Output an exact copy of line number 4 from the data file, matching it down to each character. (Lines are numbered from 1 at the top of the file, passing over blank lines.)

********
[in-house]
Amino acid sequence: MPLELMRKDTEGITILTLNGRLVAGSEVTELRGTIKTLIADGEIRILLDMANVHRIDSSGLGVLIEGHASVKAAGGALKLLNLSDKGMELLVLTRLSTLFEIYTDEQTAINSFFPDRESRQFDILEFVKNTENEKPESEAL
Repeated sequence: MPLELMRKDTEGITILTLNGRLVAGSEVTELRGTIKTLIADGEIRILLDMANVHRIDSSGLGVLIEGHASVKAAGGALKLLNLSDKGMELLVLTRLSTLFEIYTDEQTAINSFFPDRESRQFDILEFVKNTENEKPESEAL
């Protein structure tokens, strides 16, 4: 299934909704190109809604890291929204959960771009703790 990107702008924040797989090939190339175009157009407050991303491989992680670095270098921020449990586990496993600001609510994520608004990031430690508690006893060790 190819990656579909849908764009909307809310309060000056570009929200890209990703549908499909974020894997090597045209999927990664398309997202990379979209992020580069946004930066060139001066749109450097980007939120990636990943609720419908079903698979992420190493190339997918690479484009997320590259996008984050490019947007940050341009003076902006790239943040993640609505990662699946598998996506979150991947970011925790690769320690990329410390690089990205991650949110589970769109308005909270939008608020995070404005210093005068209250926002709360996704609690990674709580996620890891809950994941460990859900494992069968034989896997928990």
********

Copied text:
């Protein structure tokens, strides 16, 4: 299934909704190109809604890291929204959960771009703790 990107702008924040797989090939190339175009157009407050991303491989992680670095270098921020449990586990496993600001609510994520608004990031430690508690006893060790 190819990656579909849908764009909307809310309060000056570009929200890209990703549908499909974020894997090597045209999927990664398309997202990379979209992020580069946004930066060139001066749109450097980007939120990636990943609720419908079903698979992420190493190339997918690479484009997320590259996008984050490019947007940050341009003076902006790239943040993640609505990662699946598998996506979150991947970011925790690769320690990329410390690089990205991650949110589970769109308005909270939008608020995070404005210093005068209250926002709360996704609690990674709580996620890891809950994941460990859900494992069968034989896997928990």